9. Building the State - Faces in the Architecture: It's as smart as math rock without being too smart for its own good.

  10. Sarah Borges and the Broken Singles - Diamonds in the Dark: Sarah Borges recognizes that the road to the roots of rock n roll isn't the express train back to Hank Williams.

  11. Pomegranates - Two Eyes: This off-kilter indie pop EP is both gentle and jarring at the same time.

  12. Thrice - The Alchemy Index Vols. I & II: Fire & Water: Concept albums can be scary, but Thrice not only nails the concept, but stretches out musically and fulfills their early potential.

  13. Avett Brothers - Emotionalism: The Avett Brothers get lumped in with a thousand other Americana bands, but it's their eclecticism that makes them stands out.

  14. Hanoi Rocks - Street Poetry: After watching the genre they pioneered implode on itself and then make a mockery of anything that was good in its heart, Hanoi Rocks return to show not only that they were one of the few great glam bands from the 80s, but that they can actually play in that decimated genre with heart.

  15. The New Dress - Where Our Failures Are: Billy Bragg is clearly an influence on their music, but also on their hearts.

  16. Papermoons - 7" EP: This is a short one, but the songs were so perfect and moving.

  17. Awake and Alert - Devil in a Lambskin Suit: Maya Peart's voice is amazing and behind it is music that's every bit as good.

  18. Papertrigger - Riot Lovers: Papertrigger make their dark, seedy cabaret tunes rock in the truest sense of the word.

  19. Towers of Hanoi - Paranoia for the New Year: They're as challenging as the best post-hardcore, yet as accessible as a hard rock band.

  20. 31 Knots - The Days and Nights of Everything Anywhere: Despite being almost completely devoid of hooks, this album walks the fine line between pop and insanity.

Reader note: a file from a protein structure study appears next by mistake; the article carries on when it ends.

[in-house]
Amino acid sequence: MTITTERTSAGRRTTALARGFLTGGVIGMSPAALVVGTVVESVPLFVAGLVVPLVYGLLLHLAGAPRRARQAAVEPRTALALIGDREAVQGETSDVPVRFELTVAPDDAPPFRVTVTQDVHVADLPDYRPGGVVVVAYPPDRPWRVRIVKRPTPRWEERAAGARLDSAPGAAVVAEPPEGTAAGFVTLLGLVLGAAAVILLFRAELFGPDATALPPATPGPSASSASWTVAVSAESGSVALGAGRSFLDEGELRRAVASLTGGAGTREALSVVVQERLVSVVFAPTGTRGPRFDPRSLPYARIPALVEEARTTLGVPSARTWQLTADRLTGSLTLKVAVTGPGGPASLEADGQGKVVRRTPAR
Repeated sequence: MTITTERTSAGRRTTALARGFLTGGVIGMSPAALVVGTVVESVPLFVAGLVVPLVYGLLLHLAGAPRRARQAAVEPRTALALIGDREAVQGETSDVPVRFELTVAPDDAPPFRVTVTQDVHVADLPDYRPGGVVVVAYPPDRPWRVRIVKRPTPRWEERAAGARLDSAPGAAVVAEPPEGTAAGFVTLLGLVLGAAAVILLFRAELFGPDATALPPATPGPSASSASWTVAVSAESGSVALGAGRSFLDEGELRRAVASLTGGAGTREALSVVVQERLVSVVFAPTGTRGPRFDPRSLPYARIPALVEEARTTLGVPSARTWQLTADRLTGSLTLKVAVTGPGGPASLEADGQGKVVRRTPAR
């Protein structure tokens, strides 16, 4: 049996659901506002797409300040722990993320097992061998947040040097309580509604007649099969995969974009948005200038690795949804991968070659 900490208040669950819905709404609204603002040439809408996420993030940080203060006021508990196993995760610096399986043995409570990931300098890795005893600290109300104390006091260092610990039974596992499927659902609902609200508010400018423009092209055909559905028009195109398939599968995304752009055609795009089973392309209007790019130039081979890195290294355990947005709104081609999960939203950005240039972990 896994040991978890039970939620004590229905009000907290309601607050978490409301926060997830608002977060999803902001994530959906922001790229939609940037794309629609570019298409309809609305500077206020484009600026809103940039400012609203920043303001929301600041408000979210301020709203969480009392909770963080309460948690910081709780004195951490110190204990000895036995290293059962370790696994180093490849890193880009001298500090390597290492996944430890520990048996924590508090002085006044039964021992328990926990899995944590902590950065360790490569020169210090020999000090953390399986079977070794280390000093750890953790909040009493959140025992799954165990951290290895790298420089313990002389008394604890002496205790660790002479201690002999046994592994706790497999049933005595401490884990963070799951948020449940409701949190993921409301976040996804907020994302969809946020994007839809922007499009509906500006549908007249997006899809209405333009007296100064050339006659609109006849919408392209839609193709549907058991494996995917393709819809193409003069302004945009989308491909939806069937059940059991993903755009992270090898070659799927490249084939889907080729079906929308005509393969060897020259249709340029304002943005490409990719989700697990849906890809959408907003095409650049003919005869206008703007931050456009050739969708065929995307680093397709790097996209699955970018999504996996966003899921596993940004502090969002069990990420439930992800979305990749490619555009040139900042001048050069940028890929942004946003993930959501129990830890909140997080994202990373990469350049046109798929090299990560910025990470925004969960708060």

21. White Stripes - Icky Thump: What amazes me about the White Stripes is that they keep finding things that work and then push on to something new. They're never satisfied and yet they never fail to please.

  22. Paschall Brothers - On the Right Road Now: This Gospel album isn't just R&B that sees the Light, it's a conversion experience.

There were many other releases that also deserve mention. Grayceon's self-titled album created prog that was oddly full of emotion. Magnet School's Tonight We Drink... expanded U2's "Bullet the Blue Sky" into a whole album without seeming like some music geek experiment. The Chesterfield Kings' Psychedelic Sunrise and Len Price 3's Rentacrowd both revived the 60s garage sound without being stuck in nostalgia. A self-titled 7" from Street Smart Cyclist picked up where the Minutemen left off. Picastro created a friend for the sad times with Whore Luck. The beautiful dissonance of Thrushes' Sun Come Undone was a strong contender as well. Even the Gypsy Pistoleros, a band working in the long played out glam genre, made quite a splash with their Latin-flavored sleaze rock. All in all, I'd say it was a fine year for anyone willing to look beneath the surface and find the other stuff that's out there.

Check out some other Best of 2007 lists:
Bring Back Glam
Hard Rock Hideout
Heavy Metal Addiction
Heavy Metal Time Machine
Imagine Echoes
Layla’s Classic Rock Faves
Metal Minute
Raise your Fists
Rock of Ages

This one's a little different, because it's not made up of albums that came out this year, just ones Chuck reviewed this year:
Pratt Songs


Thursday, December 27, 2007

The Worst of 2007